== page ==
EB: Even with a busy job, I get a lunch break. You’d be amazed at how many words you can pen to paper when you only write 15-30 minutes a day. That gets you through the hard parts of a first draft. Other times, the story writes you and suddenly you’ve written pages and pages. You don’t get to the epiphany moments if you don’t slog through the harder parts. Unless you’re a devil for outlining, you’ll also lose your story thread and character sense. It’s important to write every day. Everyone has 15 minutes. I don’t have very many vices except writing and hiking so it works out for me. There’s so much info about writing out there, from blogs to books to read about writing, but at some point, you need to start writing. Most people at my work show up at 9. I hit the gym at 6, and am at work by 730. That gives me 1.5 hours at my work to know if I’ll have time to write.


T: What are you working on, and when can we expect your next book to drop?

EB: In my world, there are two kinds of creatures: those that existed before Time flowed – the Eldar, and those that came after – the Fallen. The dragons worshipped by Dar Tania and her people are eldar dragons. The story introduces a gorgon named Syliri who acts as a zookeeper for the dragons. They collect monsters for Syliri to petrify so that Dar Tania’s fighters can get a sense for size, weaknesses, and strengths of various creatures. A ranger, named Bruce, falls in love with her. I plan to release Syliri & Bruce as two 100 page novels in late summer and am almost done with my first draft of each. Their story is one of unlikely love, their exploration of Morbatten’s borders, and their fight against Set’s Dream. In my world, Set is a demon god so powerful that the others bound Set in sleep forever deep in the Abyss. In his dreams, Set spawns monsters throughout the multiverse. Dar Tania introduces this concept – that monsters are terrible not because they’re necessarily evil but because they’re trapped in Set’s Dream and do not see the same world we do. Syliri & Bruce will be set 5 years after Dar Tania.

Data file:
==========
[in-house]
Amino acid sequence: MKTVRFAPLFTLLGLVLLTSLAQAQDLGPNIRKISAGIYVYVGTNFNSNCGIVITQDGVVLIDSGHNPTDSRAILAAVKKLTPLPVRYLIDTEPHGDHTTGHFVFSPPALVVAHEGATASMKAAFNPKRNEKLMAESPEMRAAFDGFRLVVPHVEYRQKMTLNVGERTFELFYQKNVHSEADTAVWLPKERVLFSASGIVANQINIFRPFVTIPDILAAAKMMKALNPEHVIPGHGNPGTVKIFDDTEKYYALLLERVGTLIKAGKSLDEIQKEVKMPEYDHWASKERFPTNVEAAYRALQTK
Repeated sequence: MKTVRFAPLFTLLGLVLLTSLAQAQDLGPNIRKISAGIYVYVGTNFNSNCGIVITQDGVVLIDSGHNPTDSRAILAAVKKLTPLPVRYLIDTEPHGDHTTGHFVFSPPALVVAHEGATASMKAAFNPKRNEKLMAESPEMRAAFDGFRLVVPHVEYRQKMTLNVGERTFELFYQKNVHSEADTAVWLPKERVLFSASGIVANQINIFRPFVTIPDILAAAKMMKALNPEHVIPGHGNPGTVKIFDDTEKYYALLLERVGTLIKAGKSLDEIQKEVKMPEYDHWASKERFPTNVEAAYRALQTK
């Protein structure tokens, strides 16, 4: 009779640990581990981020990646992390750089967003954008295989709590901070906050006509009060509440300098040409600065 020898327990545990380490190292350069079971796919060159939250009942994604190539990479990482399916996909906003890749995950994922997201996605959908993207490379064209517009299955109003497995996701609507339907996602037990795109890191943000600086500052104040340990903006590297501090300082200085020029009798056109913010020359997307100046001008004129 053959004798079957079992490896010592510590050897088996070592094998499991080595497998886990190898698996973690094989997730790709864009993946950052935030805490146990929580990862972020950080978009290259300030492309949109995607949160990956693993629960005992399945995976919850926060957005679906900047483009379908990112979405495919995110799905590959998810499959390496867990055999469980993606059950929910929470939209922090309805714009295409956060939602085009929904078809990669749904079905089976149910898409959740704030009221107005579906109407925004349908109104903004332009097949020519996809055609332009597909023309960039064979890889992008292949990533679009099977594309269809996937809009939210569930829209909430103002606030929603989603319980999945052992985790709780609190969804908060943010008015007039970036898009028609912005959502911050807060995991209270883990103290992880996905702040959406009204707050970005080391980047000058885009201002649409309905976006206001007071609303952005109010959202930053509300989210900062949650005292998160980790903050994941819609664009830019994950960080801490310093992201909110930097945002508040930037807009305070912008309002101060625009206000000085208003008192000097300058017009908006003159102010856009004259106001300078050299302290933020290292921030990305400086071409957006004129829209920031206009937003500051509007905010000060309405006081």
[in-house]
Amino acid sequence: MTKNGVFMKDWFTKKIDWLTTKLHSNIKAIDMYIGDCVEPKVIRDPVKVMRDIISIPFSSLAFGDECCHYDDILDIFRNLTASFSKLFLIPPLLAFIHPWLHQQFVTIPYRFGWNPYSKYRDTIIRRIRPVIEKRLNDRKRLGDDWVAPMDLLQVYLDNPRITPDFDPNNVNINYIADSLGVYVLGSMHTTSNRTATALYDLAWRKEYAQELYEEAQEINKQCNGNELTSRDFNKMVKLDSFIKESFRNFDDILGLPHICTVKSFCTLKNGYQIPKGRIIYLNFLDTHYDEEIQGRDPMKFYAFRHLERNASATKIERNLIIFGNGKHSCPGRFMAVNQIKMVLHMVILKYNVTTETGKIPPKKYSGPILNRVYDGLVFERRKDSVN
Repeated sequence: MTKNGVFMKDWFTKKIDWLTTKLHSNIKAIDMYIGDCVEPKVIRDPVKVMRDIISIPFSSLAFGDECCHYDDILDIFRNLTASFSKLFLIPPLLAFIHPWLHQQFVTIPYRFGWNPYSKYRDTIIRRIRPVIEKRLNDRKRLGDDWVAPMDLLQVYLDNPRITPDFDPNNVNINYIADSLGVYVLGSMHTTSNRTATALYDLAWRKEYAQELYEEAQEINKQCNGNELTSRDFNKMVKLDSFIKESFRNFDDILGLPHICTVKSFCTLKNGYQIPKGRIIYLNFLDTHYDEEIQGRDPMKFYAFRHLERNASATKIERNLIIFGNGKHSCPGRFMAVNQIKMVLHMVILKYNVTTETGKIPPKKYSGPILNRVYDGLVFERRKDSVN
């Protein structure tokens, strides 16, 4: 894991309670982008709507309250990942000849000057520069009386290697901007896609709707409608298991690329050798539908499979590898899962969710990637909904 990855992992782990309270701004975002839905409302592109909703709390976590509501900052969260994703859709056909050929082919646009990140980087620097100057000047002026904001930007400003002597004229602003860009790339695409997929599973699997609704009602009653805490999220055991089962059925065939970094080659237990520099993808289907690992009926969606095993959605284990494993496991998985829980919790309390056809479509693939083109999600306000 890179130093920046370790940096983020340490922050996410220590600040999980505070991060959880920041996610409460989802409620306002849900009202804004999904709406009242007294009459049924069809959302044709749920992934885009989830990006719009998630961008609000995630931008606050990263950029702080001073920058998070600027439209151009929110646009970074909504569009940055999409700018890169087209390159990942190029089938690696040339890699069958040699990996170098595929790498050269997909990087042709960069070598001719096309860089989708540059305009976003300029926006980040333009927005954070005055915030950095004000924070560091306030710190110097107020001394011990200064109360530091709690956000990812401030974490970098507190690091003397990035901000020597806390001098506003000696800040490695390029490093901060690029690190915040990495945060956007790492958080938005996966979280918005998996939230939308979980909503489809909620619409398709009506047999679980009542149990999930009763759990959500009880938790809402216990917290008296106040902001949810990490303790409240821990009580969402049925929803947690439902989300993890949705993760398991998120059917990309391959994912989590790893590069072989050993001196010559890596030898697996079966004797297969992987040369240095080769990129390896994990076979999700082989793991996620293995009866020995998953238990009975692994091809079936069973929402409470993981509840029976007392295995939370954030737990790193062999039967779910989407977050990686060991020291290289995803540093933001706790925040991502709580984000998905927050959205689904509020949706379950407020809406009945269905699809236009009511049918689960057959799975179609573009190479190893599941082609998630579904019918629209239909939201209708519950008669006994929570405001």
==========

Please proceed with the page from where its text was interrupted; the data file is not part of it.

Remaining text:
T: Are there any other sneak peeks you can give us at upcoming characters and creatures we might see?  With ten possible books hiding in the wake, you’re sure to have plenty of storytelling ammunition!

EB: Paladins will always be a focus for me. I love them. While each story might have a variety of ‘bad guys’ there will always be a main bad guy: Dar had Rowland, Malcor had Talai the Khasran Lich, and Bomoki’s Gate had Bomoki and Orcus. Syliri & Bruce will feature the Slaads. Slaads are extraplanar monsters who exist in the most twisted hierarchy imaginable. At their highest levels, they seek to awaken Set, the Mother of Nightmares. By intruding into Set’s Dream, they gain power and use it to consume life thereby increasing their own power even more. These are not the slaads you’ll find in old TSR reference guides.

There is also a civil war brewing around Dar with some of the tribes not understanding how and why their entire culture has changed. I already discussed the Darkhold Project. On a different project, while I haven’t had time for reader feedback yet, I have a big story to tell about a race whose god goes insane. So that they don’t die as a race because of their god’s insanity, they raise up a hero and send the hero to slay and replace their god. It pits magic against godly power and the will of the Tehran world against their own god. For readers of my books, you might appreciate who twisted this world from a dominion perspective.

Thank you for the interview, Mike. This has been great. I wish you all the best with Tellest. I’ve been enjoying your Mageborn story. I hope you and your readers enjoy Dar Tania. May these worlds of imagination inspire your own.

T: And thank you for the opportunity, Eric!  This has been a very entertaining look inside your head and the world of the Forsaken Isles.  We wish you the best, and can’t wait to see what you have in store for us.  Many happy returns!